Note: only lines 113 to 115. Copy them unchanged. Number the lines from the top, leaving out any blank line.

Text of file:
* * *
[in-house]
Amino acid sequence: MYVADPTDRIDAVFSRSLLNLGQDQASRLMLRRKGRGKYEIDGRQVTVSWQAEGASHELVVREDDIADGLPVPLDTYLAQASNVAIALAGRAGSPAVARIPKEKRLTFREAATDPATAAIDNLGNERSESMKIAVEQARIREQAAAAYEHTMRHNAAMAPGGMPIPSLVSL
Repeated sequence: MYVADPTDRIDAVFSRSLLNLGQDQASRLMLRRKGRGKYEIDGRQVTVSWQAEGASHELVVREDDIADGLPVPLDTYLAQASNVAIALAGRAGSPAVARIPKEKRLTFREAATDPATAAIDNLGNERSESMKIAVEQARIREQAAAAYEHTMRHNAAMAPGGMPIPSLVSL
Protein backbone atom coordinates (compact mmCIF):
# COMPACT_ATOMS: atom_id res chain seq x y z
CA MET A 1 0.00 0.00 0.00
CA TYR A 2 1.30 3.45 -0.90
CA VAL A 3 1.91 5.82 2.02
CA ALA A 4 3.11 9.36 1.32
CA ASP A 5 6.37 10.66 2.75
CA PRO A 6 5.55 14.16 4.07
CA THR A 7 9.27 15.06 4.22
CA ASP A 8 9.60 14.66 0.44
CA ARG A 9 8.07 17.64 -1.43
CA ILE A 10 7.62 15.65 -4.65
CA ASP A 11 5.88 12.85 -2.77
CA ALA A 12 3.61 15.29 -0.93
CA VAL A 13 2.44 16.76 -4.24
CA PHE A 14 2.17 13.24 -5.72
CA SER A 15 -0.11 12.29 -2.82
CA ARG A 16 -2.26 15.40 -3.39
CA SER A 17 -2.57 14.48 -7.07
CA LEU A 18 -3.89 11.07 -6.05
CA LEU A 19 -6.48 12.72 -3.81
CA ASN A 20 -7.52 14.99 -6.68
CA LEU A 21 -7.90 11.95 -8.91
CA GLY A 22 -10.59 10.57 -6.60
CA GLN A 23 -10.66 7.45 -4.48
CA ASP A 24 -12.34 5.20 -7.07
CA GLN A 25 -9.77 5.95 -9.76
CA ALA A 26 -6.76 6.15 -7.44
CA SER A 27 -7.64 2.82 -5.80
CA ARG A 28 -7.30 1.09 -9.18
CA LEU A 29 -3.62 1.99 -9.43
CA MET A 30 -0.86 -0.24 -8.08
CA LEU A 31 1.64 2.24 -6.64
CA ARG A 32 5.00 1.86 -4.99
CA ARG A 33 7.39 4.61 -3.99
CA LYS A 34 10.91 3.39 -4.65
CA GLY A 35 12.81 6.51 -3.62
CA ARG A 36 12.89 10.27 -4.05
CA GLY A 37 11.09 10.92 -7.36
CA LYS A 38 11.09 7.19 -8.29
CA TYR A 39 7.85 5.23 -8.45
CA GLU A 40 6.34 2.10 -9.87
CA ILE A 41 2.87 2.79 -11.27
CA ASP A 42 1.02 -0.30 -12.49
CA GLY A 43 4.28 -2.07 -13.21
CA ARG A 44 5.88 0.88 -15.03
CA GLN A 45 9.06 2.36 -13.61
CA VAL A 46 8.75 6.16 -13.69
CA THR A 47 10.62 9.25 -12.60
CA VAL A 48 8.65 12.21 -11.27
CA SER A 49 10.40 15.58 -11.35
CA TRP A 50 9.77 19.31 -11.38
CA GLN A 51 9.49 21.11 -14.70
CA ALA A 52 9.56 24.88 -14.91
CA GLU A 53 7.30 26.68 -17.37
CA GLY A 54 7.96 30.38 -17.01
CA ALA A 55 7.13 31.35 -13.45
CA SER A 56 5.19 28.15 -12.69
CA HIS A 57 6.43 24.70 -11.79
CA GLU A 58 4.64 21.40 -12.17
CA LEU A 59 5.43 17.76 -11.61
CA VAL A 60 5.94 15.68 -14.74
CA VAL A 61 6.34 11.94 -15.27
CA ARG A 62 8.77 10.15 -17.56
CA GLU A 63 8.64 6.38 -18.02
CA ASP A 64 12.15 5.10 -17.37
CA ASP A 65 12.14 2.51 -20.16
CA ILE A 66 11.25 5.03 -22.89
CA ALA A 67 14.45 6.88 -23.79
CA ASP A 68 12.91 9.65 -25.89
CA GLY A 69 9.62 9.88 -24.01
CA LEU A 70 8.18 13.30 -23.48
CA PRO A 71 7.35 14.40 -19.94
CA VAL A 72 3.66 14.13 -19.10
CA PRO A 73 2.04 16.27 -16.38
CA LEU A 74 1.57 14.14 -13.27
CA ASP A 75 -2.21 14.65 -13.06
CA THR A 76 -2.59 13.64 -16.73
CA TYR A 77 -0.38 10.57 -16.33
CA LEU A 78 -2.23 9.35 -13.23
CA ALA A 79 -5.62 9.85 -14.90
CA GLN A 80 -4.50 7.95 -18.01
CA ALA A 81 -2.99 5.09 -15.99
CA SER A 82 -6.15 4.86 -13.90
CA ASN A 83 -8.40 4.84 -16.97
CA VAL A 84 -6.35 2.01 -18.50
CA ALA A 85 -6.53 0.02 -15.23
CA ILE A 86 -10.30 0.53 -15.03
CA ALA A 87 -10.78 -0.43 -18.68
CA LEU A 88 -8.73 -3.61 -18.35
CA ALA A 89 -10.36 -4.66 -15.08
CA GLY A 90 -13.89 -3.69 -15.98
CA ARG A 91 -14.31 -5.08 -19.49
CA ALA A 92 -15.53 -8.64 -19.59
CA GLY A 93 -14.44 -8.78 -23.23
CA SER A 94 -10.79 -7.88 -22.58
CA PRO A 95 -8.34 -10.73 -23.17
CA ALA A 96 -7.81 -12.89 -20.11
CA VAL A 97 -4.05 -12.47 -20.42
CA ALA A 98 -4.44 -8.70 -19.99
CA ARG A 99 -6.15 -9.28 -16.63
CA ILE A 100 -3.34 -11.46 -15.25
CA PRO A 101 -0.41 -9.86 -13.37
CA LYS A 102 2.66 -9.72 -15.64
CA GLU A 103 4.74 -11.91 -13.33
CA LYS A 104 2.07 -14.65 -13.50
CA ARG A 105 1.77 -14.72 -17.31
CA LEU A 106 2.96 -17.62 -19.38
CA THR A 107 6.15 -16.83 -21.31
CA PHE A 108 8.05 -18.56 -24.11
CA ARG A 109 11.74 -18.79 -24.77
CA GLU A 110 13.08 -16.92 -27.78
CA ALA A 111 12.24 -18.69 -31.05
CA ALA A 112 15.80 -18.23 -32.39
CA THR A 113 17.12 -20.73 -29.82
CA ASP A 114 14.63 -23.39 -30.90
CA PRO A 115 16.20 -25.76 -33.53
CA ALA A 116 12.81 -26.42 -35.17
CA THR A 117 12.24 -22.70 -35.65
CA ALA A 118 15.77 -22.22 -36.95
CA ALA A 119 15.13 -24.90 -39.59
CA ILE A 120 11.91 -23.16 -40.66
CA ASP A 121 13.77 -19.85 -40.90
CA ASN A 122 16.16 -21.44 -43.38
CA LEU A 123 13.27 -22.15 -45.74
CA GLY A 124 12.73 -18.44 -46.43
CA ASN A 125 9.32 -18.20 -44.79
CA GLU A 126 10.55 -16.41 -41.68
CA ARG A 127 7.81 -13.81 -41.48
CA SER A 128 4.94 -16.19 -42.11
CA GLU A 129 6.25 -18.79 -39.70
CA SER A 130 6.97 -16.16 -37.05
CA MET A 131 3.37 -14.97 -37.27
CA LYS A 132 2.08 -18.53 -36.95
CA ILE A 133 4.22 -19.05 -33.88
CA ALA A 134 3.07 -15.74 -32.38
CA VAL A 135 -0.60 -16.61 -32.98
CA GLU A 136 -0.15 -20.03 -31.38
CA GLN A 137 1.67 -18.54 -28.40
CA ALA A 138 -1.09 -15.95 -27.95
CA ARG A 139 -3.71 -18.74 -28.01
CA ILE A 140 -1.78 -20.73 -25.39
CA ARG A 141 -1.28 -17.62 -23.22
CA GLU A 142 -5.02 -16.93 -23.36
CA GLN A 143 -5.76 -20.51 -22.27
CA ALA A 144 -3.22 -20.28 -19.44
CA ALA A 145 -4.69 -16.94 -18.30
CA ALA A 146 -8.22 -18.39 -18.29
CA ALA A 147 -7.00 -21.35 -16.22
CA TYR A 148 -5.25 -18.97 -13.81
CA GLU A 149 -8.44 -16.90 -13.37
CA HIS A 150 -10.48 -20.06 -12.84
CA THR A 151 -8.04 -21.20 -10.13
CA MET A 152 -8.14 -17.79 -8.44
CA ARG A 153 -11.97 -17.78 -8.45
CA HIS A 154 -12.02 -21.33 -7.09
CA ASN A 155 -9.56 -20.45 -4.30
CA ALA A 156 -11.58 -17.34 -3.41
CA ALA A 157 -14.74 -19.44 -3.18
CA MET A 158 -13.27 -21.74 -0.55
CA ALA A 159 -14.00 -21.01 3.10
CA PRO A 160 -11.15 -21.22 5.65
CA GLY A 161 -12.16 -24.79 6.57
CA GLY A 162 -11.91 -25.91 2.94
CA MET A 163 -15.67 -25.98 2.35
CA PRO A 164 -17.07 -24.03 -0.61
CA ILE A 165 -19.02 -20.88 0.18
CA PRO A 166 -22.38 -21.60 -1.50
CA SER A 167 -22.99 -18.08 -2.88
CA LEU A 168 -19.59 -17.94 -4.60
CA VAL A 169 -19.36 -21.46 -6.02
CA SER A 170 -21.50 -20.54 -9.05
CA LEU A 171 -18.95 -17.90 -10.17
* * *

CA PHE A 108 8.05 -18.56 -24.11
CA ARG A 109 11.74 -18.79 -24.77
CA GLU A 110 13.08 -16.92 -27.78